Joni Woolf: Memorial Day — pause to give thanks before you party

Published 2:10 pm Sunday, May 27, 2018

This weekend is traditionally known as Memorial Day Weekend, and for many it is a three-day- long celebration lasting through Monday. It’s fun to gather with friends, compare and share recipes — and food — and wave a flag or two. Perhaps it is time to pause for a moment and remember why Memorial Day came to be, and what its observance means. Begun after the American Civil War, the holiday was created, and remains, as a tribute to all those who have died in military service to their country. Since the Revolutionary War, that number has reached 1.2 million. Before you nibble on your Vidalia Onion Ring, ponder that for a moment. Ever since military service became all-volunteer, the majority of the populace doesn’t give it much thought; their children won’t be called up; some other parents’ child will go in their stead. Just a little food for thought, before we move on to food.
Happy Memorial Day Weekend and here are a few picnic recipes to make the occasion one to celebrate.
I tried a new potato salad recipe this week, one found in the Barefoot Contessa’s “At Home” cookbook. I really liked it. As usual, I altered it a bit. Having no celery or red onion on hand, I added two boiled eggs and ½ a Vidalia onion. The dressing makes the difference. It’s quite tasty.
She calls it:
Old Fashioned Potato Salad
3 pounds small red potatoes
Kosher salt
1 cup good mayonnaise (I use Duke’s)
¼ cup buttermilk, milk or white wine (I used white wine)
2 tablespoons Dijon mustard
2 tablespoons whole grain mustard
½ cup chopped fresh dill (I used 1 tablespoon dried dill weed)
Freshly ground black pepper
½ cup medium-diced celery
½ cup small-diced red onion
Place the potatoes and 2 tablespoons salt in a large pot of water. Bring the water to a boil, then lower the heat and simmer for 10 to 15 minutes, until the potatoes are barely tender when pierced with a knife. Drain the potatoes with a colander, then place the colander with the potatoes over the empty pot off the heat and cover with a clean, dry kitchen towel. Leave the potatoes to steam 15 to 20 minutes until tender but firm. (Note: this really works). Meanwhile, in a small bowl, whisk together the mayonnaise, buttermilk (or wine), Dijon and whole-grain mustards, dill, 1 teaspoon salt and 1 teaspoon pepper. Set aside. When the potatoes are cool enough to handle, cut them into quarters or halves, depending on their size. Place the cut potatoes in a large bowl, and pour enough dressing over them to moisten. (I did not use all the dressing.) Add the celery and red onion, salt and pepper to taste. Toss well, cover and refrigerate for a few hours to allow the flavors to blend.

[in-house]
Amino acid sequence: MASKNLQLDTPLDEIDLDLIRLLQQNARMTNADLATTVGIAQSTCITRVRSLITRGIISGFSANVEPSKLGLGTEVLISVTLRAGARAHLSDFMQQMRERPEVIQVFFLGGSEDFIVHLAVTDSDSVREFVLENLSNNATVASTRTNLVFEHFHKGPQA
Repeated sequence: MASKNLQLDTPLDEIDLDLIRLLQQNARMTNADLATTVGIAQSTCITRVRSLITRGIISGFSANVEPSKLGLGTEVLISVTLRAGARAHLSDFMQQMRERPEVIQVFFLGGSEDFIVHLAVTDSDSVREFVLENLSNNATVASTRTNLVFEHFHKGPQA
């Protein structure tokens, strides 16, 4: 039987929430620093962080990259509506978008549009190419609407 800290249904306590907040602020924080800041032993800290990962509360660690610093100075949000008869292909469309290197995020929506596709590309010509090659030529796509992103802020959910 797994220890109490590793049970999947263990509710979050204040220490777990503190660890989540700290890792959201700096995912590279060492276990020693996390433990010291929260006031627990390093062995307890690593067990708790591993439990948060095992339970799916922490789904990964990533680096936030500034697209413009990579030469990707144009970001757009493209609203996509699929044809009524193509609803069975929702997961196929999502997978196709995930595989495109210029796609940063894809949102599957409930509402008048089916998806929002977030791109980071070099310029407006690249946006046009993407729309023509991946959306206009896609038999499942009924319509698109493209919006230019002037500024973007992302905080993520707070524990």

Blue Cheese Burgers
(Blue cheese takes these burgers to another level)
2 pounds ground chuck
1 pound ground sirloin
3 tablespoons Crosse & Blackwell steak sauce
6 extra-large egg yolks
1 ½ teaspoons kosher salt
¾ teaspoon freshly ground black pepper
4 tablespoons cold unsalted butter
8 to 10 hamburger buns (Pepperidge Farm are good ones)
8 ounces blue cheese
Arugula, for serving
Sliced tomatoes, for serving
In a large bowl, carefully mix the meats, steak sauce, egg yolks, salt and pepper with the tines of a fork, but do not mash the mixture. Lightly form hamburger patties and press lightly into shape. Press a thin slice of butter into the top of each hamburger, making sure the meat entirely encases the butter. Prepare the grill (or stovetop) and cook the hamburgers for 4 minutes on one side; turn and cook 3 minutes on the other side for medium rare. (Adjust for personal preference.) Remove to a platter and cover with foil. Let burgers rest 5 minutes. Meanwhile, grill the buns, cut side down, for 1 minute, until toasted. Place a hamburger and a slice of blue cheese on each bun, plus arugula and tomato and serve hot. (Lots of folks serve buns cold. That’s fine, if it’s your preference, but I really like a toasted bun.)

Now, ask a friend to bring a large dish of baked beans, and you are set for a classic Memorial Day celebration. Pour a drink of choice and lift your glasses in a toast to those who made this celebration of freedom both necessary and possible. Give thanks.

Joni Woolf, a writer and editor, now lives in Schley County, having moved from her home in Macon several years ago. Contact her at